US February ethylene settles 2.75 cents/lb lower

02 March 2018 18:13 Source:ICIS News

HOUSTON (ICIS)--US February ethylene contracts have settled for a majority of participants at a decline of 2.75 cents/lb from the prior month amid lower spot prices and lower production costs, market sources said on late on Thursday and on Friday.

Photo by Mode/REX/Shutterstock

The settlement puts February contract prices at 30.00 cents/lb ($661/tonne), down from 32.75 cents/lb in January.

The lower settlement is in line with falling spot prices, which have been under pressure from lengthening supply. Ethylene production has been good, while consumption has been hampered by several downstream production issues.

Force majeure declarations remain in place at two US Gulf polyethylene (PE) plants, while several new PE plants have struggled to achieve full operating rates. An estimated 3m tonnes of PE capacity is offline or disrupted.

Meanwhile, ethylene production has been relatively strong since the final hurricane-related outages were resolved in December and with the addition of a new 1.5m tonne/year cracker at Dow Chemical's complex in Freeport, Texas.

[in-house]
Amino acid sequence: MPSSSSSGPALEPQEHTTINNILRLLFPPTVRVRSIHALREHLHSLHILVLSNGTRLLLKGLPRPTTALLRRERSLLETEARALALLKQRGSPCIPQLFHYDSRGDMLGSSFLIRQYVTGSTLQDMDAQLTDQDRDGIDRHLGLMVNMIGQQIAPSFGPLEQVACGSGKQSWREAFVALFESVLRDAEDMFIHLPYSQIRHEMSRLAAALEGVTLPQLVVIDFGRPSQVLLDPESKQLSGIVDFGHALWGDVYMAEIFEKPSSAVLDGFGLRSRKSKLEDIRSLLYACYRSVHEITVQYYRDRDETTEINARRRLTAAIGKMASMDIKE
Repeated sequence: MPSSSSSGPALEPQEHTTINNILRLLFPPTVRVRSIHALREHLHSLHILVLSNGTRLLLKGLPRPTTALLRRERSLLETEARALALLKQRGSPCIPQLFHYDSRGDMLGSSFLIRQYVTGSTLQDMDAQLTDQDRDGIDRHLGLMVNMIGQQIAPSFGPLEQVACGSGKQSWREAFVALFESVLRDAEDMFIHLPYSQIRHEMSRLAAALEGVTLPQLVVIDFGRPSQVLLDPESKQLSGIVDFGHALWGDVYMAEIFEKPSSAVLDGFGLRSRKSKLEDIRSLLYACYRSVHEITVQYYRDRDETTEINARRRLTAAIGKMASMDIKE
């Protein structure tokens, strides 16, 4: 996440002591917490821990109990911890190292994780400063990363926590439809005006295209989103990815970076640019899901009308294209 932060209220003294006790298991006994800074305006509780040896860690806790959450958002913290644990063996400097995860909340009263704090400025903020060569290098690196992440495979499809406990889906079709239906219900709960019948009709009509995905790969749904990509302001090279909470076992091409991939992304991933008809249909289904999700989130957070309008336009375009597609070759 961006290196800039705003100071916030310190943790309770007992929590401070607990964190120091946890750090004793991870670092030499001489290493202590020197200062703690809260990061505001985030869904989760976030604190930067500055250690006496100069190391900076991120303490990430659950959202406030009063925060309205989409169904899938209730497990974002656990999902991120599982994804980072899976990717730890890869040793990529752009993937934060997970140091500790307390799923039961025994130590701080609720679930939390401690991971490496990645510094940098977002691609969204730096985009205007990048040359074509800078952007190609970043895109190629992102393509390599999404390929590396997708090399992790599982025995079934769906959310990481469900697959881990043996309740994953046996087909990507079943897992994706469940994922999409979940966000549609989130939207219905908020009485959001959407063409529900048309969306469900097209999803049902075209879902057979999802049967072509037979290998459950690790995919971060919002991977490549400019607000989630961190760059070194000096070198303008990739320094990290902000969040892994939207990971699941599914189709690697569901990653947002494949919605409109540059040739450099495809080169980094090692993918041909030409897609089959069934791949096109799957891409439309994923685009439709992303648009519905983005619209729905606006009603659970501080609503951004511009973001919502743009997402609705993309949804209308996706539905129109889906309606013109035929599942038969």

Ethylene spot prices, which had been range-bound in the high 20s cents/lb through the last several months of 2017, began falling in late January and continued falling throughout February. Front-month spot ethylene traded in February at 21.750-25.375 cents/lb, compared with 26.500-29.000 cents/lb in January.

Average spot prices in February were nearly 5 cents/lb lower than in January, market sources said.

Lower production costs also contributed to the decline for February contract prices.

In February, ethane costs fell into the low 20s cents/gal from the high 20s cents/gal in January.

Average production cash costs in February were down by about 1 cent/lb, market sources said.

US ethylene contract prices typically settle at the start of the month for the prior month.

Major US ethylene producers include ExxonMobil, INEOS, LyondellBasell and Shell Chemical.

Major US buyers include Occidental Chemical and Westlake Chemical.

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By Jessie Waldheim